Pornchai Maximilian Moontri takes us behind These Stone Walls where he is the safety trainer for a captive audience producing some woodcraft marvelous to behold.
“I will stand on my watch, take up my station at the post, and wait to see what He will say to me… For the stones shall cry out from these walls and the woodwork shall answer.” (The Prophet Habakkuk 2:1,11)
Editor’s Note: The following is a guest post by our good friend, Pornchai Maximilian Moontri whose most recent post in these pages was “I Come to the Catholic Church for Healing and Hope.”
My whole life changed on April 10-11, 2010. I know you might have read this before, but maybe not from my point of view. I went to prison when I was 18 years old on March 21, 1992, and spent the next almost 14 years in despair. A lot of that despair was spent in solitary confinement and fed by deep remorse. I had given up on myself, on the human race, and on the possibility of things like trust and hope. They just didn’t exist in my world.
Then, in October, 2005, I was chained up, stuffed into a cage inside a prison van, and delivered to another prison. No worries. One hellhole is just like another. A few weeks into this one, however, the mostly unlikely friend I could ever have imagined walked into my life. He pulled me up from a deep, dark pit. He never even mentioned God to me. It would have driven me away.
But God had other ideas. Four years later, by the sheer force of grace, I became a Catholic. I received the Sacrament of Baptism on April 10, 2010. On the next day, April 11, I was Confirmed by Bishop John McCormack and received my First Eucharist in the New Hampshire State Prison chapel. It was also Divine Mercy Sunday, a fact that changed my whole life as it wove its threads through what my friend, Father G calls “The Great Tapestry of God.”
These Stone Wall started just nine months before that. It began in our cell. My friend, Father G. came in one day after being on the phone with a friend who read to him a long message from Suzanne Sadler in Australia. She offered to help start a blog about the plight of a falsely accused priest in prison. Prisons leave people outside the world of technology so neither one of us even knew what a blog was.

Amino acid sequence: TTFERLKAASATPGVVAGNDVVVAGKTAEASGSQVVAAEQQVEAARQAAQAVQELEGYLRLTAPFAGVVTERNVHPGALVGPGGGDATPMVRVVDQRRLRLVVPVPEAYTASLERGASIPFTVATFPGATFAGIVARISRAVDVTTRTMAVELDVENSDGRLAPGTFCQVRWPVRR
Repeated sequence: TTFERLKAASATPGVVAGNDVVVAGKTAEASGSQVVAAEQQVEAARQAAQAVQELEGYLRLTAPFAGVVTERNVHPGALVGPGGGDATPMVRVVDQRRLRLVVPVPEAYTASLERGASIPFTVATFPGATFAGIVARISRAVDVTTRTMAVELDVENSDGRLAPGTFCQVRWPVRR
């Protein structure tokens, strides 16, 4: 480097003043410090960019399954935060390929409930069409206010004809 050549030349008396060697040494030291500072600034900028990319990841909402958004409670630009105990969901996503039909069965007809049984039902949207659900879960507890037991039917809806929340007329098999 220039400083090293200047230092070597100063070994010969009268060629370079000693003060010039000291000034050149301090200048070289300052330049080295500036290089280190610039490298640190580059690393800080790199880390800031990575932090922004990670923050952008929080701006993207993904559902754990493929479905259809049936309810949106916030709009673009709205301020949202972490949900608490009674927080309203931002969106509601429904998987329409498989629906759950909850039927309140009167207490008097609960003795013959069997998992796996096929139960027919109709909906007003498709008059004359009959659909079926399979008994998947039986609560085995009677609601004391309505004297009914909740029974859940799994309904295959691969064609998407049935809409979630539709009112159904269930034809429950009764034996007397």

It meant committing to typing a weekly article in our cell. Father G said it could reach out into all parts of the world and maybe even have an impact on both our lives. I had no idea then how true that would become. I remember that we talked about ideas on what to call this thing.
Someone sent Father G a poem by Richard Lovelace, “Stone Walls do not a Prison Make,” so we thought of “My Stone Walls.” Father G was afraid it would give the impression that we actually like it here. For the record, we don’t. But we cannot deny the grace that has been found in this unlikely place. So I said, “How about “These Stone Walls,” and G said, “That’s it!” “That’s what we’re calling it!”
THE DAYS OF OUR LIVES
Father G once wrote a post called “The Days of our Lives” which made me laugh when I found out it was named after an American soap opera. So this is sort of “The Days of Our Lives Part II.”
When Father G asked me to write this guest post for These Stone Walls, I wondered what I would write about. He told me that his most-read TSW post of 2018 was about me – “Pornchai Moontri: Bangkok to Bangor, Survivor of the Night.”
He said it was read all over the world by thousands of people. It feels so strange to me that so many people now know my story. It was a story that I was once forced to keep secret, and it was
a terrible secret. It felt so heavy and hopeless for so many years. A few weeks ago, I had a dentist appointment at the prison medical center. A man working there came out of an office and said, “You’re Pornchai Moontri!” as he shook my hand. “I read all about you,” he said. “You are an inspiration.” I was shocked. No one in prison ever said that to me before.
I lived everything that is in this story, but I have not been able to read the four articles about it written by Father G, Clare and Malcolm Farr, and Father George David Byers. I am very grateful to them for their impact on my life. It is because of them that ‘I once told my friend “I woke up today with a future when up to now all I ever had was a past.” Father G does not wear his emotions openly, but that made him cry.